Antibodies to a Brain-Type Creatine Kinase: Biomarker of Cancer-Related Paraneoplastic Neurological Syndromes
Department of Neurology, Hospital of International University of Health and Welfare, Japan
- *Corresponding Author:
- Syuichi Tetsuka
Department of Obstetrics & Gynecology
Hospital of International University of Health and Welfare
E-mail: [email protected]
Received date: May 07, 2016; Accepted date: July 05, 2016; Published date: July 11, 2016
Citation: Tetsuka (2016) Antibodies to a Brain-Type Creatine Kinase: Biomarker of Cancer-Related Paraneoplastic Neurological Syndromes. J Clin Exp Neuroimmunol 1:106. doi:10.4172/jceni.1000106
Copyright: © 2016 Tetsuka S. This is an open-access article distributed under the terms of the Creative Commons Attribution License, which permits unrestricted use, distribution, and reproduction in any medium, provided the original author and source are credited.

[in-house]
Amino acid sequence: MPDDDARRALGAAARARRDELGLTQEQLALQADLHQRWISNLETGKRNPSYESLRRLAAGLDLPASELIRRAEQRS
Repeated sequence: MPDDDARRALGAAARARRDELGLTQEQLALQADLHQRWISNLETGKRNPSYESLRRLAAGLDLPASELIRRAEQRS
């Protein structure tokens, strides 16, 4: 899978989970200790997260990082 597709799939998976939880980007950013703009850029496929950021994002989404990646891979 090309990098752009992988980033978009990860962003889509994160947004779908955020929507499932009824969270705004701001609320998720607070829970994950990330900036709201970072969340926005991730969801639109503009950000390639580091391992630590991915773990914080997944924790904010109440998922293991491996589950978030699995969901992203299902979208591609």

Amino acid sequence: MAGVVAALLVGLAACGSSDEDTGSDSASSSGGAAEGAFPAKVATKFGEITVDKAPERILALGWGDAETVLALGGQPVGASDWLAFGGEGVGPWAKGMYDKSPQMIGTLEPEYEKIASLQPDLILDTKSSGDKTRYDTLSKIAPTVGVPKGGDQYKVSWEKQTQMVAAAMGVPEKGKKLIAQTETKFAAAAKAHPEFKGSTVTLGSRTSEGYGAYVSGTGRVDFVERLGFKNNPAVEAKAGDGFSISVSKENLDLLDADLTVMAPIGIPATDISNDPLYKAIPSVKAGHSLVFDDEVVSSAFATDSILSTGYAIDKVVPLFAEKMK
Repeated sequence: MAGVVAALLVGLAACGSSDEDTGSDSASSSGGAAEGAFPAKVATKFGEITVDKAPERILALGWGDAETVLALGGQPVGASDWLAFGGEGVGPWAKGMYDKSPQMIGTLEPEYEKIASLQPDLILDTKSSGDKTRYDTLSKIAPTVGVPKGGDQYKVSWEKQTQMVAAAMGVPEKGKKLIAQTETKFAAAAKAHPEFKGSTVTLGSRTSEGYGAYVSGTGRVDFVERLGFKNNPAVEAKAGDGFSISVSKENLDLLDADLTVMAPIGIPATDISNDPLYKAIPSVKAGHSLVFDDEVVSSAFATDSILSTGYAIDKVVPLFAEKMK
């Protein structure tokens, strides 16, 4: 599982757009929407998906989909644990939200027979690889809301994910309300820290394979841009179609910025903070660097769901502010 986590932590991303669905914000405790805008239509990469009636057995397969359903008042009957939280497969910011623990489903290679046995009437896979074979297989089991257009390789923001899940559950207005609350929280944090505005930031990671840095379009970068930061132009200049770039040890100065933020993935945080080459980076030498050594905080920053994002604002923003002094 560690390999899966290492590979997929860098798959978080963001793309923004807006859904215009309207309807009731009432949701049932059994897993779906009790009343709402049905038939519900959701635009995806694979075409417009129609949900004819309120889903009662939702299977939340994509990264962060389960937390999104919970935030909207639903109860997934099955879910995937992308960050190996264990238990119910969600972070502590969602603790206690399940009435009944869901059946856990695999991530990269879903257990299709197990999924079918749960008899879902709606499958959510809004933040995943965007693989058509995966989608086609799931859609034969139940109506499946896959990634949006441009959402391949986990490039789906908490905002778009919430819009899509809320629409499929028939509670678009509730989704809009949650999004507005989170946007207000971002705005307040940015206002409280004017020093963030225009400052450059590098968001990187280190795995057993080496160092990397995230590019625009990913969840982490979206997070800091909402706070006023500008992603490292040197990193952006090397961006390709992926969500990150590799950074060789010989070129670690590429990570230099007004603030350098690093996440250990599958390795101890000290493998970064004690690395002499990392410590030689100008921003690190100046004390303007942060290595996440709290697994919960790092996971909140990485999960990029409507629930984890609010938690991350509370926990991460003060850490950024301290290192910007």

The primary pathological mechanism for paraneoplastic neurological syndromes is believed to be a form of onconeural immunity where the cancer causes a cross-immune reaction with the neurons. In a previous study, using a proteomic approach, we detected an anti-brain-type creatine kinase antibody that was associated with paraneoplastic cerebellar degeneration. Using immunohistochemistry, we showed that this antibody reacted with both mouse and human cerebellar neurons, as well as bladder cancer cells, small cell lung cancer cells, and Hodgkin’s lymphoma tissues. In the current study, this antibody was detected in sera from two paraneoplastic cerebellar degeneration patients with small cell lung cancer and one lymphoma patient in whom the sensory-motor neuropathy manifested as paraneoplastic neurological syndrome. In total, we detected five patients with paraneoplastic neurological syndrome. In the previous studies, as far as we could find, five out of six paraneoplastic neurological syndrome patients who tested negative for well-characterized onconeural antibodies were positive for anti-brain-type creatine kinase antibodies. It is high frequency. Taking into account these findings, brain-type creatine kinase may be a good candidate as an onconeural antigen for many cancers. Paraneoplastic neurological syndromes associated with anti-brain-type creatine kinase autoantibody may be the cause of some predominant cancers, which is similar in other well-characterized onconeural antibodies. However, it is necessary to perform further epidemiological analysis to confirm the presence of anti-brain-type creatine kinase antibody before it can be considered as a useful marker of PNS in the clinical setting.